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How Brett Kavanaugh and the abortion debate are driving a key Senate race

In Missouri, two opposing campaigns share a focus: how a potential Supreme Court Justice Kavanaugh could impact the landmark legal decision Roe v. Wade. Republican candidate for Senate Josh Hawley has made it a central part of his bid against Democratic incumbent Sen. Claire McCaskill, and polling shows them neck and neck. Lisa Desjardins reports.

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  • Judy Woodruff:

    Now, campaigning on Kavanaugh.

    We travel to Missouri, where the contentious confirmation of the next Supreme Court justice looms over a competitive U.S. Senate race.

    Lisa Desjardins reports on how one of the most divisive topics in politics has taken center stage in the campaign.

  • Lisa Desjardins:

    It is 8:00 a.m., cold and raining at an abortion clinic outside Saint Louis, Missouri.

  • Woman:

    We just want to let that we're here for you.

  • Lisa Desjardins:

    Twenty-six-year-old Reagan Barklage aims for a soft approach, but she is here to try to intercept women and talk them out of an abortion.

  • Reagan Barklage:

    When women pull up to the driveway, we can go up to the vehicle and just say, hi, how are you? How can we help you? We're here to offer free resources today.

  • Lisa Desjardins:

    Barklage, who works at Students For Life, an anti- abortion group, is part of a highly motivated community that wants two things, Brett Kavanaugh on the Supreme Court and more anti-abortion Republican in the U.S. Senate.

  • Reagan Barklage:

    My faith tells me that I need to do something to end the injustice. So, for me, it's not a religious issue. It's human rights issue.

  • Lisa Desjardins:

    A few hours later, in downtown Saint Louis, Pamela Merritt is also incredibly motivated in the opposite direction.

  • Pamela Merritt:

    Missouri is teetering on a brink, the likes of which I have never seen. And I have been doing this for a while.

  • Lisa Desjardins:

    She organized a conference this weekend for progressive campaign activists after building her own nonprofit to advocate for abortion access.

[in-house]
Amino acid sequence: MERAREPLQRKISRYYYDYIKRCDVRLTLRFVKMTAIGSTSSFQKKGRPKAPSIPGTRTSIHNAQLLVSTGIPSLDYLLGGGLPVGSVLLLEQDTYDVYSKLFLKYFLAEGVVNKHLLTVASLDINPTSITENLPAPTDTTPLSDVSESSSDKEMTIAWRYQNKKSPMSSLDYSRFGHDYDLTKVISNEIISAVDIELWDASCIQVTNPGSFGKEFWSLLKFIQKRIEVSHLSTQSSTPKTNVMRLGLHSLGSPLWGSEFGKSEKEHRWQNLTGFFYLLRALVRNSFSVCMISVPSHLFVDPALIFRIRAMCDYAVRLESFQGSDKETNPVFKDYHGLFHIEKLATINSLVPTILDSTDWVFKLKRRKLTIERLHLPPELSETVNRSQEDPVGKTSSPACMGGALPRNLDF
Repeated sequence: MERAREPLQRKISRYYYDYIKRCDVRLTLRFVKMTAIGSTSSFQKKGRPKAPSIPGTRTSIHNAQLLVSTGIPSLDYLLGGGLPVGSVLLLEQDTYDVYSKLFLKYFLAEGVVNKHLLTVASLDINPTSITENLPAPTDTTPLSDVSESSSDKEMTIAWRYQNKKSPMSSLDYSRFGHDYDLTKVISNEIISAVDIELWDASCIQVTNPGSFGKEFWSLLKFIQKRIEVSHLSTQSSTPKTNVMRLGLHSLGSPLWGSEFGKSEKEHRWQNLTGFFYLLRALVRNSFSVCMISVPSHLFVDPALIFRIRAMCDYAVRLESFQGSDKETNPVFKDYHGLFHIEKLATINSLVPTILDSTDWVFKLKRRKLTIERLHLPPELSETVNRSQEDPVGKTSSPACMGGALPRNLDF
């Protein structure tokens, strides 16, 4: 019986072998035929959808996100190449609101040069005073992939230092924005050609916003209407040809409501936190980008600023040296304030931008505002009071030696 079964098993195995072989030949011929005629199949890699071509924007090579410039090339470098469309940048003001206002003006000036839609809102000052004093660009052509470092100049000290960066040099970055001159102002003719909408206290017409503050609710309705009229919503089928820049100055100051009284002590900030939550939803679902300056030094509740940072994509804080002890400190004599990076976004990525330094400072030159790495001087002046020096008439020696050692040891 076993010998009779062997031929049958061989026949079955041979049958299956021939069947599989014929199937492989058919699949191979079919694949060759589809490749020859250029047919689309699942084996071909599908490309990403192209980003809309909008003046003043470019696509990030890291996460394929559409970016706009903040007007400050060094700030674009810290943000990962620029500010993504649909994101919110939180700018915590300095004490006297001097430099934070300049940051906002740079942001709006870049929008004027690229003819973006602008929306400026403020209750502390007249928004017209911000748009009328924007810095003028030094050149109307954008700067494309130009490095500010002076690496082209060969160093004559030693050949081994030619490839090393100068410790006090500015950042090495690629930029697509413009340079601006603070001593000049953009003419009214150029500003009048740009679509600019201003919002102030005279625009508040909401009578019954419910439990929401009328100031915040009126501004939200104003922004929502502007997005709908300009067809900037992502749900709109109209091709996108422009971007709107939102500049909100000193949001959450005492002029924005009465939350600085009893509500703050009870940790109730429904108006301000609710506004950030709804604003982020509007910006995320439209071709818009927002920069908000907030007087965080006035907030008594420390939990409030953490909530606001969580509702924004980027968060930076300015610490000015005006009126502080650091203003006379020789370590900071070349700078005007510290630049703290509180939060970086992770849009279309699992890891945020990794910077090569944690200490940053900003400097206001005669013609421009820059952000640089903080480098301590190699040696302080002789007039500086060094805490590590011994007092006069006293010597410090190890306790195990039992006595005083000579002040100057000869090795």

• Pamela Merritt:

    The women who are overwhelmingly impacted by restrictions and also by criminalizing are poor women of color and who look just like me and who deserve access to abortion without limits and without restriction.

  • Lisa Desjardins:

    The two women with counter campaigns share a current focus, how a potential Justice Kavanaugh could impact the future of the Supreme Court's landmark 1973 decision to legalize abortion, Roe v. Wade.

  • Pamela Merritt:

    It means everything. Right now, despite our best efforts, we are looking at nominee who would cement a five-judge all-male conservative court that is opposed to abortion.

  • Reagan Barklage:

    This Supreme Court nomination is huge, because this will determine history, and it could reverse what's already been done.

  • Lisa Desjardins:

    You want it overturned?

  • Reagan Barklage:

    I would love to see Roe v. Wade go back to the states and have — go back to where people can vote on it.

  • Lisa Desjardins:

    So would, it seems, Missouri's Republican candidate for U.S. Senate, Josh Hawley.

  • Josh Hawley:

    We believe that every person is created in the image of God, that every person has inherent dignity and value, that every person deserves the right to life.

  • Lisa Desjardins:

    Hawley, the state's attorney general, has called Roe v. Wade one of the most unjust decisions in U.S. history. And he centering part of his campaign against two-terms Democratic Senator Claire McCaskill around the court.

    Recent polling shows Hawley and McCaskill are neck and neck.

  • Josh Hawley: